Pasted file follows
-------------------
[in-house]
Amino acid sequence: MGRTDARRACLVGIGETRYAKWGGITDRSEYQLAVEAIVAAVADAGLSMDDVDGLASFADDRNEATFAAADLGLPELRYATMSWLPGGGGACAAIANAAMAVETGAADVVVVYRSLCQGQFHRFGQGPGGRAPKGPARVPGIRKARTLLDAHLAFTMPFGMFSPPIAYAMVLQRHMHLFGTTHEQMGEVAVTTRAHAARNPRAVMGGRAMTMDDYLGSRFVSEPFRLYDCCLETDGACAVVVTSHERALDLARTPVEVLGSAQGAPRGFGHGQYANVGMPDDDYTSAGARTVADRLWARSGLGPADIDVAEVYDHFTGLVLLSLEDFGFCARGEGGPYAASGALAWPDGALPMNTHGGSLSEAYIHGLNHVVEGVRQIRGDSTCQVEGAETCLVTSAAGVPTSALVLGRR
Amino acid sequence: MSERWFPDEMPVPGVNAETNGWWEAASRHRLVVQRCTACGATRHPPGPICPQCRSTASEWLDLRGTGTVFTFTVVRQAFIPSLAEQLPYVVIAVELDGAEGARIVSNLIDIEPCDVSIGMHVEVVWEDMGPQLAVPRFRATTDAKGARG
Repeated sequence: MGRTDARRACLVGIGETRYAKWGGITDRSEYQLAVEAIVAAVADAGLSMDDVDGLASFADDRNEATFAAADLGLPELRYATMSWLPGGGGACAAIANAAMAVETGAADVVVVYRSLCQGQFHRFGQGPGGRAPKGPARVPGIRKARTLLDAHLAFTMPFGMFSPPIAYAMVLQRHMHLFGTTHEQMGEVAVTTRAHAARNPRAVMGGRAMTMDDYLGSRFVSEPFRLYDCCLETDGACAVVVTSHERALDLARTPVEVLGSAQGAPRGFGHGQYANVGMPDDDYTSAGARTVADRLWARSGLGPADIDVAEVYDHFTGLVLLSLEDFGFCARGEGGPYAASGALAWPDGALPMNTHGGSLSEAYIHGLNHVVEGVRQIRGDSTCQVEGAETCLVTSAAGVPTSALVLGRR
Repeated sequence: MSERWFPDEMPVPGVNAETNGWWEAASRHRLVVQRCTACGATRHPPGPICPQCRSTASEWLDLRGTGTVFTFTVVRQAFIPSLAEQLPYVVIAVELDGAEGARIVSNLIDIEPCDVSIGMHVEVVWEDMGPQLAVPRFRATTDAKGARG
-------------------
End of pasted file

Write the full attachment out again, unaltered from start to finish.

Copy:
[in-house]
Amino acid sequence: MGRTDARRACLVGIGETRYAKWGGITDRSEYQLAVEAIVAAVADAGLSMDDVDGLASFADDRNEATFAAADLGLPELRYATMSWLPGGGGACAAIANAAMAVETGAADVVVVYRSLCQGQFHRFGQGPGGRAPKGPARVPGIRKARTLLDAHLAFTMPFGMFSPPIAYAMVLQRHMHLFGTTHEQMGEVAVTTRAHAARNPRAVMGGRAMTMDDYLGSRFVSEPFRLYDCCLETDGACAVVVTSHERALDLARTPVEVLGSAQGAPRGFGHGQYANVGMPDDDYTSAGARTVADRLWARSGLGPADIDVAEVYDHFTGLVLLSLEDFGFCARGEGGPYAASGALAWPDGALPMNTHGGSLSEAYIHGLNHVVEGVRQIRGDSTCQVEGAETCLVTSAAGVPTSALVLGRR
Amino acid sequence: MSERWFPDEMPVPGVNAETNGWWEAASRHRLVVQRCTACGATRHPPGPICPQCRSTASEWLDLRGTGTVFTFTVVRQAFIPSLAEQLPYVVIAVELDGAEGARIVSNLIDIEPCDVSIGMHVEVVWEDMGPQLAVPRFRATTDAKGARG
Repeated sequence: MGRTDARRACLVGIGETRYAKWGGITDRSEYQLAVEAIVAAVADAGLSMDDVDGLASFADDRNEATFAAADLGLPELRYATMSWLPGGGGACAAIANAAMAVETGAADVVVVYRSLCQGQFHRFGQGPGGRAPKGPARVPGIRKARTLLDAHLAFTMPFGMFSPPIAYAMVLQRHMHLFGTTHEQMGEVAVTTRAHAARNPRAVMGGRAMTMDDYLGSRFVSEPFRLYDCCLETDGACAVVVTSHERALDLARTPVEVLGSAQGAPRGFGHGQYANVGMPDDDYTSAGARTVADRLWARSGLGPADIDVAEVYDHFTGLVLLSLEDFGFCARGEGGPYAASGALAWPDGALPMNTHGGSLSEAYIHGLNHVVEGVRQIRGDSTCQVEGAETCLVTSAAGVPTSALVLGRR
Repeated sequence: MSERWFPDEMPVPGVNAETNGWWEAASRHRLVVQRCTACGATRHPPGPICPQCRSTASEWLDLRGTGTVFTFTVVRQAFIPSLAEQLPYVVIAVELDGAEGARIVSNLIDIEPCDVSIGMHVEVVWEDMGPQLAVPRFRATTDAKGARG